My mother skipped the turn to go home, and instead drove us around the neighborhood a bit longer to hear me. She has always been there to listen to me.
“Podés ir solo,” she reminded me. “O podés preguntar.” She rounded her advice, as always. With Mama, no matter what I did, any option would be the best option — at least I had options: do nothing, go alone, or ask someone out. “Lo importante es disfrutar el haber terminado high school.”
“No quiero ir solo,” I said.
“No sé como.” I knew that I knew who, but knew not how or when to ask her out.
(The careful reader will notice here the connection between the form exercise for writing and the metaphor of asking a girl out to prom. We know what and who, but not how or when. Let us continue.)
I would fret for a few days before finally a miracle happened. My last class was US Government, but today my teacher had called in absent last minute. There was a sign asking students to please meet in the Spanish class next door, and spend last period conjugating verbs and asking questions. Luckily, the Spanish teacher exclaimed, today the students were presenting their final projects, so it wasn’t a big deal to have a whole other class in his class. But to me it was a big deal, because I knew, O how I knew, that the girl of my dreams was in that very classroom. Gears in my head started turning. My stomach started churning. My throat constricted. My palms… you get the anxiety.
I sat next to my good friend in the back of the class, who shared this Spanish class with this girl — ok, fine, her name was Kendall, and she was a one of a kind young lady who eventually became my first real girlfriend, and who treated me so well, but we weren’t there yet, we were suffering like only teenagers can! — and it was through my friend that I knew Kendall sat in this class. She was exactly two rows and one seat over from my friend and I. He and I talked old Cure album noise while classmates went up and presented on whatever it was they were presenting. The A/C unit must have been broken, because I broke in sweat. She was up there, far far away. But let’s cut to the end of the class because this is terribly boring and anxious, plus I was wishing for class to be over, because all fifty minutes of that class I was scheming a scheme. The scheme:
The bell rang. Class let out. School that day was over. I had taken all my books and papers out, and was now slowly putting each binder and notebook back into my backpack one by one. She was also taking her time packing her things up, chatting with passing friends as they exited the room. Eventually, it was just us two. I held the door open for her. The scheme worked!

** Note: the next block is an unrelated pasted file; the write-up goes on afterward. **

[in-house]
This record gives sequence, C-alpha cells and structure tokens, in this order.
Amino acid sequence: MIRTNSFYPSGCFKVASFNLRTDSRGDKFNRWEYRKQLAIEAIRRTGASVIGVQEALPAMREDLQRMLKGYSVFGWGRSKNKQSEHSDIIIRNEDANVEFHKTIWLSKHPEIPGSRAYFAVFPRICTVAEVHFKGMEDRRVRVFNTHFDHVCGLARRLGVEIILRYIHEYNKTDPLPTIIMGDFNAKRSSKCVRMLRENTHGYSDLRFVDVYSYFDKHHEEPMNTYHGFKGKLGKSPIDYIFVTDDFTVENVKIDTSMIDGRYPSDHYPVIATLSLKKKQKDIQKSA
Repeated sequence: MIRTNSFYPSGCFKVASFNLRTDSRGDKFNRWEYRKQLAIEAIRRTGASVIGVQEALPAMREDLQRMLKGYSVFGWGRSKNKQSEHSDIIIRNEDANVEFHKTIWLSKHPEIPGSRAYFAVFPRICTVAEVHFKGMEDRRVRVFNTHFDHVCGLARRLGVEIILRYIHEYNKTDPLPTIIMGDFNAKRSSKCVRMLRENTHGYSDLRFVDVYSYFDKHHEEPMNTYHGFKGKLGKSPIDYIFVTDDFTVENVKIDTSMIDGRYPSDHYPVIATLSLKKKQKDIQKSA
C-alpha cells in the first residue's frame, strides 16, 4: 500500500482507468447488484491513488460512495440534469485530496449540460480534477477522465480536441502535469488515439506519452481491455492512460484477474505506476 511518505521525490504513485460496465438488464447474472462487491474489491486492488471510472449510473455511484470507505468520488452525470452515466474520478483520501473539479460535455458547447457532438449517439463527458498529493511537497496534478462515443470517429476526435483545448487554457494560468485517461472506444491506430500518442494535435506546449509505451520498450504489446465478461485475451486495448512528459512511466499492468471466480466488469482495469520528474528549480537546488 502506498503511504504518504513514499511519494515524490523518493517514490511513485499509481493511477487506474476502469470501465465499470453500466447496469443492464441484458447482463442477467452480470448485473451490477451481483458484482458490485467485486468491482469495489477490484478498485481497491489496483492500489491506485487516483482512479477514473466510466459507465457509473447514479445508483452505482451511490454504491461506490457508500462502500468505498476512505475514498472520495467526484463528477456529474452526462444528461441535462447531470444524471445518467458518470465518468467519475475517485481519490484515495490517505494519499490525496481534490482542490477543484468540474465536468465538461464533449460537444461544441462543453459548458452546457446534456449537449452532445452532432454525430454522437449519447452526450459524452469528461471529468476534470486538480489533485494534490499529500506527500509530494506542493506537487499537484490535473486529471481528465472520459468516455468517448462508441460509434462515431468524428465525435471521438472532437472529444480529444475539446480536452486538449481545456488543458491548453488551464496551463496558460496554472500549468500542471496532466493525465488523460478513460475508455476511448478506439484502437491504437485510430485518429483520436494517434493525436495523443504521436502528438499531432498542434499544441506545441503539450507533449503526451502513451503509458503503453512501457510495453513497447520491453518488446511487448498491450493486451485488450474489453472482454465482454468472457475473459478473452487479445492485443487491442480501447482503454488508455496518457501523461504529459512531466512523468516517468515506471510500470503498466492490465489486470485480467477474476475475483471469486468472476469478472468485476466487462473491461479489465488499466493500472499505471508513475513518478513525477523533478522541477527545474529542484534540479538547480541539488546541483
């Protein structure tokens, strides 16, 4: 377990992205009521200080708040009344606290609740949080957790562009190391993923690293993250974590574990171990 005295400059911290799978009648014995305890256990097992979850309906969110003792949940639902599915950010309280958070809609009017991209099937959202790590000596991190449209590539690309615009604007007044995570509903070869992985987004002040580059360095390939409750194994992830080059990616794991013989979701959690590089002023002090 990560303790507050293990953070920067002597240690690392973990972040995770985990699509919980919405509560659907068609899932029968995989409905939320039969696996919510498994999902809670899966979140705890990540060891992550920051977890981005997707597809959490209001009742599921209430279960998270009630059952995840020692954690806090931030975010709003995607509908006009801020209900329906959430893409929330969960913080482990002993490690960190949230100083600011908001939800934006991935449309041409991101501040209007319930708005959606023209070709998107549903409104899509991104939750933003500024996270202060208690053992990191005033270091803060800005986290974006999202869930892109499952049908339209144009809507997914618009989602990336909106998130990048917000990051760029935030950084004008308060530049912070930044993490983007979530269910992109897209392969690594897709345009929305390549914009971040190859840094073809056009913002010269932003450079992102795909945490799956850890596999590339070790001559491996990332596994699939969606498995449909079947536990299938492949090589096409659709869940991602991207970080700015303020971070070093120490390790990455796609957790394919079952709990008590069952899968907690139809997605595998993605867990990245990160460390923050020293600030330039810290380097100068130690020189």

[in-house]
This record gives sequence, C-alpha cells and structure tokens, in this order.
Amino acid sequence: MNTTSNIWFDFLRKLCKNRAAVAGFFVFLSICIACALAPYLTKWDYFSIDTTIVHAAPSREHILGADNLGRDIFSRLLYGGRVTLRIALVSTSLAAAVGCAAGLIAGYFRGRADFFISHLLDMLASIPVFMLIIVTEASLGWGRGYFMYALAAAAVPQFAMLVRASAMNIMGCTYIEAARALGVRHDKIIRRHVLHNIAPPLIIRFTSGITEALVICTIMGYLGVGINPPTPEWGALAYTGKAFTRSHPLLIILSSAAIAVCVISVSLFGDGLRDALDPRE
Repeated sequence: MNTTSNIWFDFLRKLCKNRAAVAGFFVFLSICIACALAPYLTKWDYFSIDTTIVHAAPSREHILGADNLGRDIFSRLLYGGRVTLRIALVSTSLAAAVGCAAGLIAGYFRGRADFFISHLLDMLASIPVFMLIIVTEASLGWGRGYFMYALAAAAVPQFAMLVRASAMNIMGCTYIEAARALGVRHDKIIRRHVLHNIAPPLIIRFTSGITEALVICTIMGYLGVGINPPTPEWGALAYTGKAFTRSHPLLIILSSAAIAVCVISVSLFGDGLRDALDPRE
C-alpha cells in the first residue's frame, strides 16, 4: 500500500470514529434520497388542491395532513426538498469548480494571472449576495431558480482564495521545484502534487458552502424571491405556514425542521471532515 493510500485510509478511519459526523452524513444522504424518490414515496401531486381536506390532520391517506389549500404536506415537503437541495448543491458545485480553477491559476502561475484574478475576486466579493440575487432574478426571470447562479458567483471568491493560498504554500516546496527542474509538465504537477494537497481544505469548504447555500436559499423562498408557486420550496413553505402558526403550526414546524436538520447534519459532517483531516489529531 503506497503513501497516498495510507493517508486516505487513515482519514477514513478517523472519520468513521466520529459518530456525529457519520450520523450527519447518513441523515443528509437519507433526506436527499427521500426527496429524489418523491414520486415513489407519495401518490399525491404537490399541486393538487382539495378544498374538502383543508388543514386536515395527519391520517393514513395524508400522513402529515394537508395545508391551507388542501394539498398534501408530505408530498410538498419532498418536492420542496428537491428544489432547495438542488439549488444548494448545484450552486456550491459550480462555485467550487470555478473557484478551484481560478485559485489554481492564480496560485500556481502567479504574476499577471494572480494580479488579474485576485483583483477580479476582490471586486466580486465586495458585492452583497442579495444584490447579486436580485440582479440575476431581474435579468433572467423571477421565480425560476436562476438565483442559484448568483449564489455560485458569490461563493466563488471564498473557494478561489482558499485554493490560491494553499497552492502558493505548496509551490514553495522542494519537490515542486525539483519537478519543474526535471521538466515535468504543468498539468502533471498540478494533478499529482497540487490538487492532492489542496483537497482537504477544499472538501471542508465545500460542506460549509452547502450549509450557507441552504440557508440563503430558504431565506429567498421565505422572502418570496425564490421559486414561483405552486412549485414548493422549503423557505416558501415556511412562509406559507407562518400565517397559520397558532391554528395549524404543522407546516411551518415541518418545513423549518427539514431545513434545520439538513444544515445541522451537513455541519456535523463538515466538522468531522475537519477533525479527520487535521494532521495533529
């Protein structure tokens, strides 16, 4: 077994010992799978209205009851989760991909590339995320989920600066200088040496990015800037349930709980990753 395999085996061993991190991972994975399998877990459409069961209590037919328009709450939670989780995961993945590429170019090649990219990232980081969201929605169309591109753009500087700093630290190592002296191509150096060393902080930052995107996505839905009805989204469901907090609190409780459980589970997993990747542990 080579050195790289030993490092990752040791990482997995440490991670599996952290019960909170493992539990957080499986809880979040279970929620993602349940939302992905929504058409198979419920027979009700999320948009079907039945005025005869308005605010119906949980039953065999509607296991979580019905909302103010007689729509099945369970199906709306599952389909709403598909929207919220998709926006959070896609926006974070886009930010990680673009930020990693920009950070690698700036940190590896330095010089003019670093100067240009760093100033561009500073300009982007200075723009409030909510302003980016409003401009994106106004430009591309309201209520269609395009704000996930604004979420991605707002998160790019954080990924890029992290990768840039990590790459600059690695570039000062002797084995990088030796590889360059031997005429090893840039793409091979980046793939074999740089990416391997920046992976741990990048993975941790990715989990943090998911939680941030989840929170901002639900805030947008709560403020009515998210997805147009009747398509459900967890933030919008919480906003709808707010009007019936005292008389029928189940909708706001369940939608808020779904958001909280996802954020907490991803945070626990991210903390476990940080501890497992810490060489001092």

“You have to be brainwashed to believe in capitalism,” she said, shaking her head. “And an idiot to believe in religion.”
She kept shaking her head, while mine was being blown. Could we really share the same red flag waving views about the world? I pulled out a colored print out of a pyramid with the proletariat on bottom, the higher social classes up on top, further and further to a bag of money, our ruler. I handed the paper to her, and asked her to please keep it.
She held it, blushing, and thanked me, while the weather did its thing, and students zipped by doing theirs. So we ended our walk, in front of her locker.
“Yeah, uh, hey,” I muttered. Now or never. And here a conditional escaped me, grammatically incorrect, formless, like three different expressions I had heard once before, but had stitched together right on time, the kind of expression any language teacher would have been proud to hear from a first year student:
“I was wondering if you would be interested in maybe going to prom with me?”
Just like that. And she accepted, Kendall, the moving, speedy, car riding shin splints kind of girl who stole my heart and went to prom with me, and latter taught me things I wouldn’t dare share with the public, yet.
I’m reminded of a Demetri Martin pie chart titled “Life.” It is completely full of one thing, at 100%: “Timing.” I think that’s the secret to the form vs formula debate. As soon as you land on the page, the timing is made just right, and a new form is born — no need to spend time crafting a formula… (Unless all of the above has been pure drivel… in which case please ignore; but to me, at least, it was all a total win.)